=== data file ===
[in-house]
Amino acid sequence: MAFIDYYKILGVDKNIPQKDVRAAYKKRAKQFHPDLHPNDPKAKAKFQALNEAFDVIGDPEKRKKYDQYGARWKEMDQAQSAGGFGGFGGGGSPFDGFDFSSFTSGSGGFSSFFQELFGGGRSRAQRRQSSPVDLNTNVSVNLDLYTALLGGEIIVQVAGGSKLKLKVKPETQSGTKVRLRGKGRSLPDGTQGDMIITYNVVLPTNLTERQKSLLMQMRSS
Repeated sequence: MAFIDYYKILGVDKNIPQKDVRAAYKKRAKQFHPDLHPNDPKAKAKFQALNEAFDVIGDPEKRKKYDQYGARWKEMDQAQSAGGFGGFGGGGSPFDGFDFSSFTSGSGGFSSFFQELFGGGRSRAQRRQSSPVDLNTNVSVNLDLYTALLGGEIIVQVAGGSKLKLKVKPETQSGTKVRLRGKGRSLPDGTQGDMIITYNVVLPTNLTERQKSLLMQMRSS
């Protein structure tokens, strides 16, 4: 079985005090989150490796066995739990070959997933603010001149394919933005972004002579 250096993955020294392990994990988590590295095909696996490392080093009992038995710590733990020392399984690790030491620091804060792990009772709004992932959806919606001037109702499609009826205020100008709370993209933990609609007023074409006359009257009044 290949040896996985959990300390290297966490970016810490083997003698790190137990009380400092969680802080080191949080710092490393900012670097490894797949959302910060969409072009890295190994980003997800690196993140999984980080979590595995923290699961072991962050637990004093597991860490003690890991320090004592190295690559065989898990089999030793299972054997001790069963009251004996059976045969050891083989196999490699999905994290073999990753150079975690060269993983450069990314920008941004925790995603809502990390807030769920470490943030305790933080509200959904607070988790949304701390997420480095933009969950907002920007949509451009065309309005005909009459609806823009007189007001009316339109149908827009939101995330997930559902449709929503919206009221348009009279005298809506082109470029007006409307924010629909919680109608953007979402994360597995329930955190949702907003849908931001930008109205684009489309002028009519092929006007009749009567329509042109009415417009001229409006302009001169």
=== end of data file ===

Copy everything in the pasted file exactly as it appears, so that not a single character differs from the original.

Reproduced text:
[in-house]
Amino acid sequence: MAFIDYYKILGVDKNIPQKDVRAAYKKRAKQFHPDLHPNDPKAKAKFQALNEAFDVIGDPEKRKKYDQYGARWKEMDQAQSAGGFGGFGGGGSPFDGFDFSSFTSGSGGFSSFFQELFGGGRSRAQRRQSSPVDLNTNVSVNLDLYTALLGGEIIVQVAGGSKLKLKVKPETQSGTKVRLRGKGRSLPDGTQGDMIITYNVVLPTNLTERQKSLLMQMRSS
Repeated sequence: MAFIDYYKILGVDKNIPQKDVRAAYKKRAKQFHPDLHPNDPKAKAKFQALNEAFDVIGDPEKRKKYDQYGARWKEMDQAQSAGGFGGFGGGGSPFDGFDFSSFTSGSGGFSSFFQELFGGGRSRAQRRQSSPVDLNTNVSVNLDLYTALLGGEIIVQVAGGSKLKLKVKPETQSGTKVRLRGKGRSLPDGTQGDMIITYNVVLPTNLTERQKSLLMQMRSS
């Protein structure tokens, strides 16, 4: 079985005090989150490796066995739990070959997933603010001149394919933005972004002579 250096993955020294392990994990988590590295095909696996490392080093009992038995710590733990020392399984690790030491620091804060792990009772709004992932959806919606001037109702499609009826205020100008709370993209933990609609007023074409006359009257009044 290949040896996985959990300390290297966490970016810490083997003698790190137990009380400092969680802080080191949080710092490393900012670097490894797949959302910060969409072009890295190994980003997800690196993140999984980080979590595995923290699961072991962050637990004093597991860490003690890991320090004592190295690559065989898990089999030793299972054997001790069963009251004996059976045969050891083989196999490699999905994290073999990753150079975690060269993983450069990314920008941004925790995603809502990390807030769920470490943030305790933080509200959904607070988790949304701390997420480095933009969950907002920007949509451009065309309005005909009459609806823009007189007001009316339109149908827009939101995330997930559902449709929503919206009221348009009279005298809506082109470029007006409307924010629909919680109608953007979402994360597995329930955190949702907003849908931001930008109205684009489309002028009519092929006007009749009567329509042109009415417009001229409006302009001169």